What is pooling and why you should care
Pooling, sometimes also referred to as puddling, happens when rain starts collecting in loose or slack areas of the canopy tent top. This tends to happen most towards the corners of the canopy where water can quickly build up and cause a sag. If left unchecked, the frame can buckle under the weight of the water, or the canopy top can get pulled through or rip, drenching anyone or anything underneath. This is a particularly important issue if you use a pop up canopy to cover your wares at an outdoor market or show, as damage to your goods affects your income. In this article I’ll show you how to keep water from pooling on canopy top using some simple methods.
What can you do about pooling?
If you are sheltering under your canopy during rain and you notice water pooling in the roof, you need to remove that water so that it doesn’t grow a huge sag. This is normally done by pushing up on the underside of the pooling water, which creates a waterfall off the nearest edge. When I was young we would wait ’till someone was walking underneath our family canopy to release the water, and they would get a shower! If you care about the longevity of your pop up canopy, then you should avoid using anything too pointed like sticks or tent poles to release the water. Instead, use something with a broad or flat end, like a tent mallet or broom.
You may have to continually do this until the rain stops, which is a pain. If you prepare ahead of time (see strategies below) you won’t be caught out, and can just relax underneath until the rain goes away.
How to keep water from pooling on canopy
The first thing to check is whether all your canopy top is secured down properly. Check that the corners of the canopy top have been pulled over well to maximise its tautness. Ensure any tightening adjustorshave been done up firmly.
If water is not beading off your canopy top effectively, it could be beneficial to try making your canopy material more waterproof.
Some pop up canopies have anti-pooling technology built into them. Check out the photo of the pop up canopy below that has additional struts. Normally clear span canopies like this only have struts to each of the corners.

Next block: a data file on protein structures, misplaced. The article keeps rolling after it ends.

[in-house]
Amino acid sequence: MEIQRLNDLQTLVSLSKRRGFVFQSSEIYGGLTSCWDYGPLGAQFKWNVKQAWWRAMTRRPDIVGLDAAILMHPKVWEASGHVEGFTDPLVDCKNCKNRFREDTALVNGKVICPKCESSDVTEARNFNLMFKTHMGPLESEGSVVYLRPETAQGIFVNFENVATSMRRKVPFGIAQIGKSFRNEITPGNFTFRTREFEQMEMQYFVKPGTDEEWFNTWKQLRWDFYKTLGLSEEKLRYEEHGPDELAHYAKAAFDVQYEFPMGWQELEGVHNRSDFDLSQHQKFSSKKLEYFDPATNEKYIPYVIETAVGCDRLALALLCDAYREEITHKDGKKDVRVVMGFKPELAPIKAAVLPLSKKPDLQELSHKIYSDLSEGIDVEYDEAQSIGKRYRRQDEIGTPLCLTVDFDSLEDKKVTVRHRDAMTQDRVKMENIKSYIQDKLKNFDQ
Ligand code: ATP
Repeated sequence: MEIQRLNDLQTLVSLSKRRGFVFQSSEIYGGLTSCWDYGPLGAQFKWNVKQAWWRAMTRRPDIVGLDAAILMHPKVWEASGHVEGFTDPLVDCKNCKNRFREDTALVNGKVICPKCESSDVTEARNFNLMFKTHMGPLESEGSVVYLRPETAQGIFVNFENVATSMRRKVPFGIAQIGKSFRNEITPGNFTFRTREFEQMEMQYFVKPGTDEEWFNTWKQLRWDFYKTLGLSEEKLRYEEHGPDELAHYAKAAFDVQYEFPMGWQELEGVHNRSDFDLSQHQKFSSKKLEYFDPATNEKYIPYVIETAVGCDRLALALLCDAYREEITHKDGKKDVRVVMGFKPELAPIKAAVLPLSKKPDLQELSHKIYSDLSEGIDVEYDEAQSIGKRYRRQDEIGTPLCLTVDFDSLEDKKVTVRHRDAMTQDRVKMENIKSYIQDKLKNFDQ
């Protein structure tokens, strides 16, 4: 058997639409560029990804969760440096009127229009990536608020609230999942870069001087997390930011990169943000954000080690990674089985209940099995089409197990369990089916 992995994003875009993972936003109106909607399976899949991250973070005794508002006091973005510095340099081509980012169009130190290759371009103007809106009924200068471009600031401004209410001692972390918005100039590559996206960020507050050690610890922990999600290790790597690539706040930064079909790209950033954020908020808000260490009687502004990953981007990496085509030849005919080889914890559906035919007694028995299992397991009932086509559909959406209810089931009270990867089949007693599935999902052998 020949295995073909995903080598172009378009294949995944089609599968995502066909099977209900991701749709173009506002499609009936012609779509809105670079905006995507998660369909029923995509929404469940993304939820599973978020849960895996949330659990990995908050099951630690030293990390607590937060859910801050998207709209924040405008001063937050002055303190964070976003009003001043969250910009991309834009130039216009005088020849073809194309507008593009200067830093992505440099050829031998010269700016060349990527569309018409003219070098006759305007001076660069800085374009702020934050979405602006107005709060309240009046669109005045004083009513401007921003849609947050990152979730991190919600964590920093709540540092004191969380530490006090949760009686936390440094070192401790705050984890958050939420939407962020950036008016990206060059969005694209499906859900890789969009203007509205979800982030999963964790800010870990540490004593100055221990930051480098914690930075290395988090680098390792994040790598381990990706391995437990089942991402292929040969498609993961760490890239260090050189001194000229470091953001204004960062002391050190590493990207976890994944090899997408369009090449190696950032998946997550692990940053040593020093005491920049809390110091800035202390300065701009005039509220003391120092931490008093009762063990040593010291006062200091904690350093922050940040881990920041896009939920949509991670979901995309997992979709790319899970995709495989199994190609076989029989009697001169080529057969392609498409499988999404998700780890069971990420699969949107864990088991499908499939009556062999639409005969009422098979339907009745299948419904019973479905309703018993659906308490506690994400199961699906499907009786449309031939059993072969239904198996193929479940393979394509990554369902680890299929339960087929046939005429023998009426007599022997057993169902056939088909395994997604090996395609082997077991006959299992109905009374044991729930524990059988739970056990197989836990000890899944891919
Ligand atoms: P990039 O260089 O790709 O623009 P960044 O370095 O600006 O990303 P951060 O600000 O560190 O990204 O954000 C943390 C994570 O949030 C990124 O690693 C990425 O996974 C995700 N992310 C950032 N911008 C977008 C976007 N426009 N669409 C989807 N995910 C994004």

Typically open span canopy tents do a better job of preventing pooling over cross-braced, as the former typically have struts that extend from the peak down to the corners (show picture comparison). However cross-braced frames are much stronger overall.
If you still have suceptible loose areas, try employing one of the anti-pooling solutions below.
How pool noodles can help you / how to use the pool noodle solution
The pool noodle technique is a tried and true way to help with pooling on canopies, and it will cost you very little money. Insert your pool noodle into the corners of your canopy like a little arch. The noodle pushes up on the canopy top, ensuring the rain runs off instead of puddling.
How hula hoops can help you
The hula hoop method is similar to using the pool noodle. You’ll need a small/medium sized hula hoop, which you wedge between one of the canopy’s inner truss/beams, and the canopy top. Check out this example from an art-work vendor. In this case they used duct tape to secure the hula hoop in place. You’ll only be able to use hula hoops if you have a cross-braced pop up canopy (trusses/beams across middle of the canopy). If you have an open-span/cathedral style canopy then you’ll need to employ the pool noodle.
Rain pooling in your pop up canopy is mostly an annoyance, requiring you to push out the water regularly and often soaking someone in the process. If you have a high rate of rain and you don’t attend to the puddling, it can cause structural damage to your canopy and drench sensitive gear underneath. Pooling affects some types of pop up canopy more than others, and you can avoid struggles by buying the right canopy for your needs. There pool noodle technique is a tried and true way to help with pooling on canopies, and it will cost you very little money. Thanks for reading this far, I hope you found it useful.